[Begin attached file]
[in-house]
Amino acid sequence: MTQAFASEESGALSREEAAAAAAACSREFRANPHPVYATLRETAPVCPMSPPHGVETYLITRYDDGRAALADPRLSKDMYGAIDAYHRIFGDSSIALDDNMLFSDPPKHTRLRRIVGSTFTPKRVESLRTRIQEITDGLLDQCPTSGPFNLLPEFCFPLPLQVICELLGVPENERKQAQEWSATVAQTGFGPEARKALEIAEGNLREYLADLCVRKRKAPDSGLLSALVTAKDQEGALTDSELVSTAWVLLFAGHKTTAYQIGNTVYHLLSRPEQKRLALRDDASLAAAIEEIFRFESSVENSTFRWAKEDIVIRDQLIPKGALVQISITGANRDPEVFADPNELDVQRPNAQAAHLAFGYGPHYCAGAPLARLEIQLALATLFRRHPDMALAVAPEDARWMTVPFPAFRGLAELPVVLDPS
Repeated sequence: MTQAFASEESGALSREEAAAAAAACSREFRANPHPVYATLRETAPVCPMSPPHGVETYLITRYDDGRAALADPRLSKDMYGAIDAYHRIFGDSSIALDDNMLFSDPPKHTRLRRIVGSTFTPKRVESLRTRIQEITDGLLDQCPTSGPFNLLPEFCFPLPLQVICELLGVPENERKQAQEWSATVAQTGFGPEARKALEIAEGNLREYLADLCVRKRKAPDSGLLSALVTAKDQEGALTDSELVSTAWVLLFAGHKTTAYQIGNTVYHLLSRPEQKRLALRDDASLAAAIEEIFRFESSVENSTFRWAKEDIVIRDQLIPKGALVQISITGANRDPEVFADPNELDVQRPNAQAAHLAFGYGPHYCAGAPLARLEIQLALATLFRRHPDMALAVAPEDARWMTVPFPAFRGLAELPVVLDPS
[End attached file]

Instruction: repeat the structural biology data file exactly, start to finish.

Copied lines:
[in-house]
Amino acid sequence: MTQAFASEESGALSREEAAAAAAACSREFRANPHPVYATLRETAPVCPMSPPHGVETYLITRYDDGRAALADPRLSKDMYGAIDAYHRIFGDSSIALDDNMLFSDPPKHTRLRRIVGSTFTPKRVESLRTRIQEITDGLLDQCPTSGPFNLLPEFCFPLPLQVICELLGVPENERKQAQEWSATVAQTGFGPEARKALEIAEGNLREYLADLCVRKRKAPDSGLLSALVTAKDQEGALTDSELVSTAWVLLFAGHKTTAYQIGNTVYHLLSRPEQKRLALRDDASLAAAIEEIFRFESSVENSTFRWAKEDIVIRDQLIPKGALVQISITGANRDPEVFADPNELDVQRPNAQAAHLAFGYGPHYCAGAPLARLEIQLALATLFRRHPDMALAVAPEDARWMTVPFPAFRGLAELPVVLDPS
Repeated sequence: MTQAFASEESGALSREEAAAAAAACSREFRANPHPVYATLRETAPVCPMSPPHGVETYLITRYDDGRAALADPRLSKDMYGAIDAYHRIFGDSSIALDDNMLFSDPPKHTRLRRIVGSTFTPKRVESLRTRIQEITDGLLDQCPTSGPFNLLPEFCFPLPLQVICELLGVPENERKQAQEWSATVAQTGFGPEARKALEIAEGNLREYLADLCVRKRKAPDSGLLSALVTAKDQEGALTDSELVSTAWVLLFAGHKTTAYQIGNTVYHLLSRPEQKRLALRDDASLAAAIEEIFRFESSVENSTFRWAKEDIVIRDQLIPKGALVQISITGANRDPEVFADPNELDVQRPNAQAAHLAFGYGPHYCAGAPLARLEIQLALATLFRRHPDMALAVAPEDARWMTVPFPAFRGLAELPVVLDPS